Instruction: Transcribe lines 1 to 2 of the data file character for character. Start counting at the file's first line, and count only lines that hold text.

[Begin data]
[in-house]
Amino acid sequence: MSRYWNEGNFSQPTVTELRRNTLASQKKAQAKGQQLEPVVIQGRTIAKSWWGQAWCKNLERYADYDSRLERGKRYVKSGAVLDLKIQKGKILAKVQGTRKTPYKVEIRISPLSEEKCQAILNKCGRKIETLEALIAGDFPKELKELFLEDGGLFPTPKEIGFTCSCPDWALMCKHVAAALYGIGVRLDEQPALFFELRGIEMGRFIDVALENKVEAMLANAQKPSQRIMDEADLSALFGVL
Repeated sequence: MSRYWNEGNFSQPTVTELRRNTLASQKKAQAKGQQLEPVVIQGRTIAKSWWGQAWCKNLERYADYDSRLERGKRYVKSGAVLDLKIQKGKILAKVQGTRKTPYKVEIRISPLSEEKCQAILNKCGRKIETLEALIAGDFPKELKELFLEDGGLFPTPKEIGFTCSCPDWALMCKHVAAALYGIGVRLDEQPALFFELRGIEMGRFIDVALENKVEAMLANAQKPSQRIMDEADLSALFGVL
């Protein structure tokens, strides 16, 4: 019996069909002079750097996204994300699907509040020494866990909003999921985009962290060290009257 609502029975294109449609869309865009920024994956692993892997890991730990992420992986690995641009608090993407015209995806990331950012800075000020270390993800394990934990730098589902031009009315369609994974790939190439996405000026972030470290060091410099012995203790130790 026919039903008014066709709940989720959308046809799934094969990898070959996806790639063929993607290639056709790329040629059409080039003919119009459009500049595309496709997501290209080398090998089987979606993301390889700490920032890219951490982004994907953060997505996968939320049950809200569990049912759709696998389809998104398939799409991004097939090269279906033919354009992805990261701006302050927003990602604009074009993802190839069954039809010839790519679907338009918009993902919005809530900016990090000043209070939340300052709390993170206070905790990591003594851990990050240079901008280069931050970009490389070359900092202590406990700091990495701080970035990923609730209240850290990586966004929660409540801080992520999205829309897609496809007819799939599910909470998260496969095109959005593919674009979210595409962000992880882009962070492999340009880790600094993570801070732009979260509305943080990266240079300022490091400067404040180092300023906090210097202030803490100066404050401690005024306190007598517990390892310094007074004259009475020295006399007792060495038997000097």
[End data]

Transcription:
[in-house]
Amino acid sequence: MSRYWNEGNFSQPTVTELRRNTLASQKKAQAKGQQLEPVVIQGRTIAKSWWGQAWCKNLERYADYDSRLERGKRYVKSGAVLDLKIQKGKILAKVQGTRKTPYKVEIRISPLSEEKCQAILNKCGRKIETLEALIAGDFPKELKELFLEDGGLFPTPKEIGFTCSCPDWALMCKHVAAALYGIGVRLDEQPALFFELRGIEMGRFIDVALENKVEAMLANAQKPSQRIMDEADLSALFGVL